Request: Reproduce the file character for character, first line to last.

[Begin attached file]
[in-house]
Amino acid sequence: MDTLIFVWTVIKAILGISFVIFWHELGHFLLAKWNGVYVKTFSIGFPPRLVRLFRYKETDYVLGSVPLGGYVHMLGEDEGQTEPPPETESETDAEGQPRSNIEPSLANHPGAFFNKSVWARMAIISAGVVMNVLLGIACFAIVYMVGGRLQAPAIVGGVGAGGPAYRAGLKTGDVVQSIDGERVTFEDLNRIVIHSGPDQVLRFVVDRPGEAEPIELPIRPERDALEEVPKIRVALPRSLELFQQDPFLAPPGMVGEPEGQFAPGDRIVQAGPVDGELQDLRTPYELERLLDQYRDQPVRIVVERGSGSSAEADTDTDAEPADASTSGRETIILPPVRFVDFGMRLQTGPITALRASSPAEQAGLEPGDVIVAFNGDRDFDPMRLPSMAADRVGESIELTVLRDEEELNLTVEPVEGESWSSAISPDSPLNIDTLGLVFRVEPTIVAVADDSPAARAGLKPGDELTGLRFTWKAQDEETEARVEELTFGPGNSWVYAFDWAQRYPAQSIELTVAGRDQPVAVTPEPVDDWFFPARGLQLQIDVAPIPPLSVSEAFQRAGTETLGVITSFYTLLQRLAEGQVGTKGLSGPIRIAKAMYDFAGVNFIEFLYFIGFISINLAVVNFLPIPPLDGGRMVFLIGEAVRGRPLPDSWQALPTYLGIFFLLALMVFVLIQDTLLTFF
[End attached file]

[in-house]
Amino acid sequence: MDTLIFVWTVIKAILGISFVIFWHELGHFLLAKWNGVYVKTFSIGFPPRLVRLFRYKETDYVLGSVPLGGYVHMLGEDEGQTEPPPETESETDAEGQPRSNIEPSLANHPGAFFNKSVWARMAIISAGVVMNVLLGIACFAIVYMVGGRLQAPAIVGGVGAGGPAYRAGLKTGDVVQSIDGERVTFEDLNRIVIHSGPDQVLRFVVDRPGEAEPIELPIRPERDALEEVPKIRVALPRSLELFQQDPFLAPPGMVGEPEGQFAPGDRIVQAGPVDGELQDLRTPYELERLLDQYRDQPVRIVVERGSGSSAEADTDTDAEPADASTSGRETIILPPVRFVDFGMRLQTGPITALRASSPAEQAGLEPGDVIVAFNGDRDFDPMRLPSMAADRVGESIELTVLRDEEELNLTVEPVEGESWSSAISPDSPLNIDTLGLVFRVEPTIVAVADDSPAARAGLKPGDELTGLRFTWKAQDEETEARVEELTFGPGNSWVYAFDWAQRYPAQSIELTVAGRDQPVAVTPEPVDDWFFPARGLQLQIDVAPIPPLSVSEAFQRAGTETLGVITSFYTLLQRLAEGQVGTKGLSGPIRIAKAMYDFAGVNFIEFLYFIGFISINLAVVNFLPIPPLDGGRMVFLIGEAVRGRPLPDSWQALPTYLGIFFLLALMVFVLIQDTLLTFF